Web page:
Renter Alert: 5 Things You Need To Know About Tenant Rights
If you’re renting your home, Atty. Tricia Villar answers questions you might have in mind
Renting a place entails a lot of responsibilities and important things to take note of. Whether you've just moved into an apartment or planning to rent a unit, it's vital that you know your rights. Keep these in mind:
1. Is the deposit the same as the advance?
“The deposit is the landlord’s form of security. It’s meant to answer for unpaid rent and damages you as tenant may cause on the leased premises. It will be returned to you at the end of the lease contract after any charges have been deducted. The advance is just rent paid early.”
2. What if I can’t make payments?
“The landlord can have you ejected by filing a court case. As a general rule, the landlord may file the case only after demanding that you pay, vacate his property, and if you fail to comply within five days or the period stated in your contract.”
3. Who repairs broken pipes?
“The landlord. This falls under wear and tear that he must answer for. It’s his job to keep the property safe and fit to live in. This includes pest control. If the landlord refuses to make repairs, you may suspend paying rent until repairs are made. Or make immediate repairs charged to the landlord.”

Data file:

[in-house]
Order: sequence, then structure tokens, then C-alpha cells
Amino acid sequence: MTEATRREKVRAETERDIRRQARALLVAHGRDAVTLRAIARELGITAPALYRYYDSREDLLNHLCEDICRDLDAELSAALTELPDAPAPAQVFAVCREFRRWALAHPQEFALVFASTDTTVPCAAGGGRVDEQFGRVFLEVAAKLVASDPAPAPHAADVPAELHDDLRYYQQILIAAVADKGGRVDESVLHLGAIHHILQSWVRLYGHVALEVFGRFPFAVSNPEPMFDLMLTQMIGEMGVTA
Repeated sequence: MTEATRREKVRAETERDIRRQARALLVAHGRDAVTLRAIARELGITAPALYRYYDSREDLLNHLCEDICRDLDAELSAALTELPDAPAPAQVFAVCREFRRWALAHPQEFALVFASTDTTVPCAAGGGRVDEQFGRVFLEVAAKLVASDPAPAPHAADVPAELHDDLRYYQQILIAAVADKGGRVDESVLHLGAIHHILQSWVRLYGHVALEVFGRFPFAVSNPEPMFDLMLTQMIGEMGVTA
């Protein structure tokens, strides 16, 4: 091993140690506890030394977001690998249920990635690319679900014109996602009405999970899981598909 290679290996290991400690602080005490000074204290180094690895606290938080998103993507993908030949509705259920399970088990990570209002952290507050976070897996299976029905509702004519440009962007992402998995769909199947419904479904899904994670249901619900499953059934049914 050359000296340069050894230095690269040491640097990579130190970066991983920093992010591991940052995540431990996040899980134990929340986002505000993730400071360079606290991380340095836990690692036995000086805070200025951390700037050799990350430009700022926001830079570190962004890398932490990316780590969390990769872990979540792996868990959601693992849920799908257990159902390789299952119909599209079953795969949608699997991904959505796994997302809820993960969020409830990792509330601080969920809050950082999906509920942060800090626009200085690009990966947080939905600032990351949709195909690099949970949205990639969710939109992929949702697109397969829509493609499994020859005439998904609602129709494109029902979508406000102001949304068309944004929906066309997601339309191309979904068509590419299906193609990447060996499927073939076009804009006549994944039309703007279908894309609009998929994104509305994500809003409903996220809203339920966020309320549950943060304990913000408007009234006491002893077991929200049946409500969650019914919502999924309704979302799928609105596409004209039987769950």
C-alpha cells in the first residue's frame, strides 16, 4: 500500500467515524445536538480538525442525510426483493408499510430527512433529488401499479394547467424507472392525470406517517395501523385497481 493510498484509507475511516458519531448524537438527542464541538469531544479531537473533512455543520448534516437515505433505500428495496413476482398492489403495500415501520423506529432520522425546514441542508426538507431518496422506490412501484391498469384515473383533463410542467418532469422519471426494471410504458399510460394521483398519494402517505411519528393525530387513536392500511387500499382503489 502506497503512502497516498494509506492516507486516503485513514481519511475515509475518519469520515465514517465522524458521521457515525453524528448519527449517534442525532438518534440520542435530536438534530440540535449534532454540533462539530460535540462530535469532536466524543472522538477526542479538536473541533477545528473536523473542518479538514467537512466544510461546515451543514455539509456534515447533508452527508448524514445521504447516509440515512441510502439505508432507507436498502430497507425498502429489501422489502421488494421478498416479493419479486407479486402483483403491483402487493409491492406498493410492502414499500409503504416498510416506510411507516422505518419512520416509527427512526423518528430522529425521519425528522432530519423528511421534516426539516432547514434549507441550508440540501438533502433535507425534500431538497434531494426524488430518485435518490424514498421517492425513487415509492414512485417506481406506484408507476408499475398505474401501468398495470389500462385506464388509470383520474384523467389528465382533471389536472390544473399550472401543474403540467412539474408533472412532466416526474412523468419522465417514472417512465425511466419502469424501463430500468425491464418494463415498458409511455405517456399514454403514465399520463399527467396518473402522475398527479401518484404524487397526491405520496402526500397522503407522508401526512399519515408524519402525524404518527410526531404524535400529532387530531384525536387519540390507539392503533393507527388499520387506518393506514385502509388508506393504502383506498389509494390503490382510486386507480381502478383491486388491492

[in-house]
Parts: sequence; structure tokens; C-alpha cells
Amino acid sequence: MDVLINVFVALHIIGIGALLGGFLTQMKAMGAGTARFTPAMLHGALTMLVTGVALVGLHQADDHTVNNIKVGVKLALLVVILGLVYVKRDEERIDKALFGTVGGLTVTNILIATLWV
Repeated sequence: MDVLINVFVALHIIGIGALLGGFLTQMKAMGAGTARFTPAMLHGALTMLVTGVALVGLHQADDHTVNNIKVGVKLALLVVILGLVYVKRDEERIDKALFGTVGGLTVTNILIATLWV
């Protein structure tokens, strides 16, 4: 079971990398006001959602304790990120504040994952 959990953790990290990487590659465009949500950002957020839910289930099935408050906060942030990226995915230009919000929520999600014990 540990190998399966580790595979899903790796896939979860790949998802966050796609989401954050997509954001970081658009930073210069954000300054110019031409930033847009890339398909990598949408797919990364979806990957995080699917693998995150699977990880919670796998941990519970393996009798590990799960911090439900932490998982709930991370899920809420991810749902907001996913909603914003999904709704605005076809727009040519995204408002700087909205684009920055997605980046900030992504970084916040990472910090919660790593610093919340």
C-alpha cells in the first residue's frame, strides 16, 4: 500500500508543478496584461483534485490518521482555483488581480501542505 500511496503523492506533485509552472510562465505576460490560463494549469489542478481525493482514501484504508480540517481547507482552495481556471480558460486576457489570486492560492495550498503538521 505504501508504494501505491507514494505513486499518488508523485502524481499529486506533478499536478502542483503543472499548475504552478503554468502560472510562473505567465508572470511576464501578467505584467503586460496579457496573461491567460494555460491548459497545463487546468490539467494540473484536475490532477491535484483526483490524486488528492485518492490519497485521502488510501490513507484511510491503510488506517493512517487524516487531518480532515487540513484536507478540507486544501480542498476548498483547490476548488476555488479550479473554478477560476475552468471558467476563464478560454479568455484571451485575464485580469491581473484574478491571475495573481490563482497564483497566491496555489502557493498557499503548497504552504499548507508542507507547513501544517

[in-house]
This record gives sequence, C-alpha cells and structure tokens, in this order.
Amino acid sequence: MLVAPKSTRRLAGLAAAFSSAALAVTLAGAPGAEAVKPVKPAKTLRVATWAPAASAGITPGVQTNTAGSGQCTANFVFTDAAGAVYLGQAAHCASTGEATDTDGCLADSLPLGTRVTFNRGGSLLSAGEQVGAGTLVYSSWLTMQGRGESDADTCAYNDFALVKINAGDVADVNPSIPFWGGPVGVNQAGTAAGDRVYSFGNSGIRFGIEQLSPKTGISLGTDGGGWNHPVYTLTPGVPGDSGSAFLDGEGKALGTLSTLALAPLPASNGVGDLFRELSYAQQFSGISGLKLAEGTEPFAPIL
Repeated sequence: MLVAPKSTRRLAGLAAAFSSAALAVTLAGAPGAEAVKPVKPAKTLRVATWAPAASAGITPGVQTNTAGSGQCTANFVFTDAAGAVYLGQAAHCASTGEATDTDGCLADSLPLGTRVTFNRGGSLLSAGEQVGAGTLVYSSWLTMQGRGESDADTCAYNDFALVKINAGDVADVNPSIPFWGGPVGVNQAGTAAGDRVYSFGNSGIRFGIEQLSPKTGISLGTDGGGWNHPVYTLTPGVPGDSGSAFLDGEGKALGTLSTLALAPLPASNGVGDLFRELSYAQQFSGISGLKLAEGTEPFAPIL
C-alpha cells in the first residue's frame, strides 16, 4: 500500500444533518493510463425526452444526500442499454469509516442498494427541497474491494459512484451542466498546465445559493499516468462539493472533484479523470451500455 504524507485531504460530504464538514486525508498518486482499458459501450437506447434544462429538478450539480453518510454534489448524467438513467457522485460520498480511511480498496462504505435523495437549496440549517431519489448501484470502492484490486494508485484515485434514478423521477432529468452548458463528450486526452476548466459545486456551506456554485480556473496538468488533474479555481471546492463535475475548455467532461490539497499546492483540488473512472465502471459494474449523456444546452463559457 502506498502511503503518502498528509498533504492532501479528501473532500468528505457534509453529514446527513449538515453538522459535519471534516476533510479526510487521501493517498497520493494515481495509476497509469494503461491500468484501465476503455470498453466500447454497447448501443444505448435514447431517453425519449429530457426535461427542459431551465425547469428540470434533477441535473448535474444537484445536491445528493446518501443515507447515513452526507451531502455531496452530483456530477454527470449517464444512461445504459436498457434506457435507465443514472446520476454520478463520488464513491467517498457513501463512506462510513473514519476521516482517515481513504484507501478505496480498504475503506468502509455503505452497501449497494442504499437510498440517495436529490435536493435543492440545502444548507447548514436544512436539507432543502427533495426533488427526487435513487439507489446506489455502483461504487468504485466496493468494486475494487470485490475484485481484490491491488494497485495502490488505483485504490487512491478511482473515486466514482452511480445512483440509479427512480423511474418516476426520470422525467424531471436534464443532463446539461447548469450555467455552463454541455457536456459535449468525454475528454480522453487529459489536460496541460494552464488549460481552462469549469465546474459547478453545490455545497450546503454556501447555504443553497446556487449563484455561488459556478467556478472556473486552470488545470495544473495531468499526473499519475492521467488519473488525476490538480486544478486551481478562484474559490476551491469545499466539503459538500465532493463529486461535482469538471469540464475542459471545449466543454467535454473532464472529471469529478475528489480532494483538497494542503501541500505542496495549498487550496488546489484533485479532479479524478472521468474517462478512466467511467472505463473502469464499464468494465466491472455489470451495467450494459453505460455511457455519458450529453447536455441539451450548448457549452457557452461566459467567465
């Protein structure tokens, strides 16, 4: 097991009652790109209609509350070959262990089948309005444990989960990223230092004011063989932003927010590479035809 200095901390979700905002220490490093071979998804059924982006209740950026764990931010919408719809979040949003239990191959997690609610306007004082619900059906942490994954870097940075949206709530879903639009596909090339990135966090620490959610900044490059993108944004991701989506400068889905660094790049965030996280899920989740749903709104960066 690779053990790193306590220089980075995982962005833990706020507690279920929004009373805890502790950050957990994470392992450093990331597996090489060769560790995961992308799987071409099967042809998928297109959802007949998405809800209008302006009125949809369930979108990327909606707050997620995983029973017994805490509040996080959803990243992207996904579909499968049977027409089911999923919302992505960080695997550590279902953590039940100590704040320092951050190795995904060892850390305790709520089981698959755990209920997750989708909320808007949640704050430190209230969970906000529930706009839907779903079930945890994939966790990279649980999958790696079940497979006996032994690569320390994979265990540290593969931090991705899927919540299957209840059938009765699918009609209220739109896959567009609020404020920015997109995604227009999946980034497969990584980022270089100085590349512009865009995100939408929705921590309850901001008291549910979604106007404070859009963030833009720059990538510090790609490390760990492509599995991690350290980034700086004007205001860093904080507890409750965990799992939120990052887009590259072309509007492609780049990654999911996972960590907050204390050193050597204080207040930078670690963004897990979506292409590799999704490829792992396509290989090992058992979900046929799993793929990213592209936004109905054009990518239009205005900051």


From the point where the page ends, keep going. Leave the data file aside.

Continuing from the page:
4. I want to install a heater in the bathroom. Is it okay to do this and can the landlord pay for it?
“Check if the contract allows you to make leasehold or practical home improvements (pipes, exhaust fans, doorbells, laundry area, etc.). Your landlord may pay you half the cost of the improvement. Otherwise, remove it when the lease expires.”
5. What about a new glass door? Should the landlord shoulder it?
“This is an ornamental upgrade, which the landlord isn’t obliged to reimburse. A new pocket garden, blinds, rug or mirror would fall under beautification. When your lease expires, such enhancements may be removed only if doing so wouldn’t damage the property. The landlord may also keep these enhancements by paying you what you’re worth at the end of the lease. If your contract doesn’t mention improvements, ask permission from your landlord first.”
Read the original article (“Your Tenant Rights”) in the July 2004 issue of Real Living magazine. Download your digital copy of Real Living on the Real Living App. Log on to summitnewsstand.com.ph/real-living for more details.
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